among these passengers. At a pistolshot every paddle touched the water at the same instant, every voice took up the chorus, and they were off again. Out they swept into the river, singing in time to the dip of the paddle, wheeling in midstream in perfect order, off again for another year of danger and hard work. Up the broad, blue river, in full chorus, ribbons fluttering and plumes waving, on they paddled until, in the softening light of evening, one could see only small specks upon the river. Such was their going. The shadows around the base of Mount Hood deepened into blue. Children and clerks and officers scattered. In the quiet dimming of the long Northern twilight all was silent save for the ripple of the river and the echo of a song.
AND it was into a country whose Indians were under the control of the imperious ruler of Fort Vancouver, into a glorious country claimed by both British and Americans, that the first Americans began to drift shortly after the arrival of the missionaries. The first settlers of the fertile Willamette Valley -the Columbia was too densely forested for farming had been old servants of the company, dreading the cold of eastern Canada, begging to be allowed to remain in that equable climate, and allowed by McLoughlin to stay, provided they had saved enough money to begin farming, were law-abiding, and were kept nominally upon the company's books, as the company was under bonds to return them, upon the expiration of their contracts, to their own homes. There were eight there in 1832 when John Ball went down for a while. Then, with the coming of the missionaries, and the drifting in of American fur-traders with their Indian wives and half-breed children from the exhausted Snake River country, they increased rapidly. Yet for a long while, until 1842, in fact, it was thought that women and children could not cross the plains and the mountains. When they did, the immigrants. came first in hundreds and then in thousands, and all of them bitter against the Hudson's Bay Company from misrepresentations heard in "the States," for which Senator Benton and Senator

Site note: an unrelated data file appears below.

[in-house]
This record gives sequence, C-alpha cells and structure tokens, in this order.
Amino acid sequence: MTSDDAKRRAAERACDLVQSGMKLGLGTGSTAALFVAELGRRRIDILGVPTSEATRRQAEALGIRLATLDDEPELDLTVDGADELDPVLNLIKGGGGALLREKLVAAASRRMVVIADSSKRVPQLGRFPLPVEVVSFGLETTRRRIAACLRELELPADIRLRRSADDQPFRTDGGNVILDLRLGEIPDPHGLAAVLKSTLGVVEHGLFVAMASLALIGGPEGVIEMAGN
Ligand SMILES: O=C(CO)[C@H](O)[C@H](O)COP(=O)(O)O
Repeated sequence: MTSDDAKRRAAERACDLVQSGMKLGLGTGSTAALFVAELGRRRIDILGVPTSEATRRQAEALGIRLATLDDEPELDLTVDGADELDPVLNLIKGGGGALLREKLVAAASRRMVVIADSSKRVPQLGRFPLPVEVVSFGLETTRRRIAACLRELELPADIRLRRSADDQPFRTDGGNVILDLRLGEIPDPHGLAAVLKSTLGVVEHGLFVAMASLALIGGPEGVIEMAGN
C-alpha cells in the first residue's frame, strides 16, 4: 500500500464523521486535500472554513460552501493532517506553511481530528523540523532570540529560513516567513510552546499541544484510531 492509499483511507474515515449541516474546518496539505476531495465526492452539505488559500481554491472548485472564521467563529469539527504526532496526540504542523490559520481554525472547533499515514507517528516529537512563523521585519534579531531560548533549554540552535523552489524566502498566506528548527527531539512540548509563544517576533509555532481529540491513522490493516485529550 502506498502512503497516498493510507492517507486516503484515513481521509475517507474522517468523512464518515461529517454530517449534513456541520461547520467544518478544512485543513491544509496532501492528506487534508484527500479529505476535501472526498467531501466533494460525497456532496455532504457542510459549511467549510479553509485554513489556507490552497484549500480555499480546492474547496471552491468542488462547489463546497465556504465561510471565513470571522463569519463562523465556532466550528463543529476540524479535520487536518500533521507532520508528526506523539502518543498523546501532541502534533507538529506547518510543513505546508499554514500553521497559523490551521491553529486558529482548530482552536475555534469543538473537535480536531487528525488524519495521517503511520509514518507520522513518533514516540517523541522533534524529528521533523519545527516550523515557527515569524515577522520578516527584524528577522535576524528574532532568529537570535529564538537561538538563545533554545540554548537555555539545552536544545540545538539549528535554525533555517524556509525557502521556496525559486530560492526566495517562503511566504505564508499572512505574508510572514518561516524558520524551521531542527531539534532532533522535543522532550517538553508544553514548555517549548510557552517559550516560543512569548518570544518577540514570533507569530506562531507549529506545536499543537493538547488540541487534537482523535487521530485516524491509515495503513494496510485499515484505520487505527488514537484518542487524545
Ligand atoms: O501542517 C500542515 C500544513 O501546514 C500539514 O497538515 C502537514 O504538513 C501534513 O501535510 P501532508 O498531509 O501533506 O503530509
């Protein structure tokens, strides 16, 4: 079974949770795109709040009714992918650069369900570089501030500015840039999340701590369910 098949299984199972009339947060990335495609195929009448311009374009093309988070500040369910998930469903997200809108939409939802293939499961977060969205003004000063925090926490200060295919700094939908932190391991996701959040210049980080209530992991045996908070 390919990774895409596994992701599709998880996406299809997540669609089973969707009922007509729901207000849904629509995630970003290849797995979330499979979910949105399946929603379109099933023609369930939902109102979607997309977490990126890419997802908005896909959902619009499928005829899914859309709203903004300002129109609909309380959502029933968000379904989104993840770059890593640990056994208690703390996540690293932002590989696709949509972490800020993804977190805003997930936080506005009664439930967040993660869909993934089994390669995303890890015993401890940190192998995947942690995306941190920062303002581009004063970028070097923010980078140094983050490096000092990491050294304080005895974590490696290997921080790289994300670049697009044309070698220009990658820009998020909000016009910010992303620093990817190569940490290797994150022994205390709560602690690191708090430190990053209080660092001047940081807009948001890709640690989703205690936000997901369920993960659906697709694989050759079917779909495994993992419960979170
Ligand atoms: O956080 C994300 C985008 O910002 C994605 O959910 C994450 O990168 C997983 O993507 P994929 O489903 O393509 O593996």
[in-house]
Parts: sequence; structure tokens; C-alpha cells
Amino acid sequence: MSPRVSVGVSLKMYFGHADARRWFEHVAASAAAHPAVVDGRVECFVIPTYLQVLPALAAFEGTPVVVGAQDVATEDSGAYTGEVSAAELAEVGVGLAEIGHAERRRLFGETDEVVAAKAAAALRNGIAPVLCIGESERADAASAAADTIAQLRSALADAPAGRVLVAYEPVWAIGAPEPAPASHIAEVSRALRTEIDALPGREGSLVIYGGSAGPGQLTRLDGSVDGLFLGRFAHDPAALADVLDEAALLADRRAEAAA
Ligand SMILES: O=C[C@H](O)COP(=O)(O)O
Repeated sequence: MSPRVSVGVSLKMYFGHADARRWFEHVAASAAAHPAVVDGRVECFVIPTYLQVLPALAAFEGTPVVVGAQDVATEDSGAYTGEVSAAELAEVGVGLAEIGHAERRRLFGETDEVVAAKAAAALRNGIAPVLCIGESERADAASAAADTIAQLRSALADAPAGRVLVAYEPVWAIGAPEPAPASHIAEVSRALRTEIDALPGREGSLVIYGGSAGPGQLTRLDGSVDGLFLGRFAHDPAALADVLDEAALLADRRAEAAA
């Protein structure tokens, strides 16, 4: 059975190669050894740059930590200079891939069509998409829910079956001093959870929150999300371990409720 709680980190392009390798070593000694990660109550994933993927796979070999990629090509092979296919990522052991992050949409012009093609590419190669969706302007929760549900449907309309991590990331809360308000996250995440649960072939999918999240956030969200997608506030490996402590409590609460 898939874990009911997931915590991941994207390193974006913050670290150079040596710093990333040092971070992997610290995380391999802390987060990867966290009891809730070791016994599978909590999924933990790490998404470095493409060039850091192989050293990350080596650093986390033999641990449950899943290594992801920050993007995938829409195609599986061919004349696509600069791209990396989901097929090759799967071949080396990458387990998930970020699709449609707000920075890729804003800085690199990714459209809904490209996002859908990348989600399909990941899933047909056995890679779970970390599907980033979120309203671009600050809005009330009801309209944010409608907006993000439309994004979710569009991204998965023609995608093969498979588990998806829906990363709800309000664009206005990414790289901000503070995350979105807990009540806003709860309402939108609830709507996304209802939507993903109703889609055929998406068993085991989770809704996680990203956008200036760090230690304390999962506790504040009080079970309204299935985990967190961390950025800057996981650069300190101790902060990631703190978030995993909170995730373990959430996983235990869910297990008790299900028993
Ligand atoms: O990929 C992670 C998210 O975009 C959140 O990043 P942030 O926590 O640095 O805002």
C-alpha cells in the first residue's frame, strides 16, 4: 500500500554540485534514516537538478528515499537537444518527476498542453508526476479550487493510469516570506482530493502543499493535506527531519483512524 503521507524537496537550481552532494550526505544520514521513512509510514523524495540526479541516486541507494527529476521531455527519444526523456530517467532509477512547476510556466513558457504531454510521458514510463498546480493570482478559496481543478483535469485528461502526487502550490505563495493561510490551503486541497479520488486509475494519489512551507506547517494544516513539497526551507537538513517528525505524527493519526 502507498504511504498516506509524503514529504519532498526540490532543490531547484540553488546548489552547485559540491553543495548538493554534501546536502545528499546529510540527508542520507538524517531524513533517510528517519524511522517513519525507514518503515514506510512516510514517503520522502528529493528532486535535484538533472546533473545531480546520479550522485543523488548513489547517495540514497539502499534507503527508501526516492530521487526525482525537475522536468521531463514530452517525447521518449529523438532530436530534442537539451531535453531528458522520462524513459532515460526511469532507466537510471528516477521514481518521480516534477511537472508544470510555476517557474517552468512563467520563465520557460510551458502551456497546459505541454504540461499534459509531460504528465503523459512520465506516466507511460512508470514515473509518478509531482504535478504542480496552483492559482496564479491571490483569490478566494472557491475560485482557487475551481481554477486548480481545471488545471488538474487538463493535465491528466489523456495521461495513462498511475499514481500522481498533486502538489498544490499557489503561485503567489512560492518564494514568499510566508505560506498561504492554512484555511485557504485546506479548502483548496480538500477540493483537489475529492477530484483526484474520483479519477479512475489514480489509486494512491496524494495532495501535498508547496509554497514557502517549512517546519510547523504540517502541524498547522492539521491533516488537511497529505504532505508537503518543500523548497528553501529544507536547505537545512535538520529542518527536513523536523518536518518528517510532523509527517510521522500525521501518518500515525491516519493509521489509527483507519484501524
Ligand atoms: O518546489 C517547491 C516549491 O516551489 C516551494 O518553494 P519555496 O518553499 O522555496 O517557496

Linn, both from Missouri, and both reflecting the bitter jealousy of the American fur-traders St. Louis was the center of that trade were responsible. McLoughlin wrote to Sir George Simpson, April 2, 1845.
I had a conversation yesterday evening with one of the principal men among the American immigrants. One of them said, "I came here strongly prejudiced against the Hudson's Bay Company, and expected I would have to fight them, and that there would be an English man-of-war here to drive us away, but instead of all that all the immigrants are treated most kindly by the Hudson's Bay Company, and we found, when we got within reach of their establishments, boats with provisions to relieve our wants and to transport us to the place of our destination."
Lieutenant Neill M. Howison, of the United States Navy, who was on the Columbia in 1846, wrote:
They would arrive upon the waters of the Columbia after six months of hard labor and exposure to innumerable dangers . . . in a state of absolute want. Their provisions expended and clothes worn out, the rigors of winter beginning to descend upon their naked heads, while no house had as yet been built to afford them shelter; bartering away their wagons and horses for a few salmon offered by the Indians, or bushels of grain in the hands of rapacious speculators, who placed themselves on the road to profit by their necessities, famine was thus staved off while they labored in the woods to make rafts, and thus float down stream to the Hudson's Bay Company's establishment at Fort Vancouver. Here shelter and food were invariably afforded them, without which their sufferings must soon have terminated in death. . . . But throughout the winter these enterprising people were, with few exceptions, dependent on the Hudson's Bay Company for the bread and meat which they ate and the clothes which they wore. Stern necessity and the suffering of clamoring children forced them to supplicate credit and assistance which, to the honor of the Company, be it said, was never refused them.
It was in 1844 that Joseph Watt, with a party of immigrants, landed at Fort Vancouver, having been brought down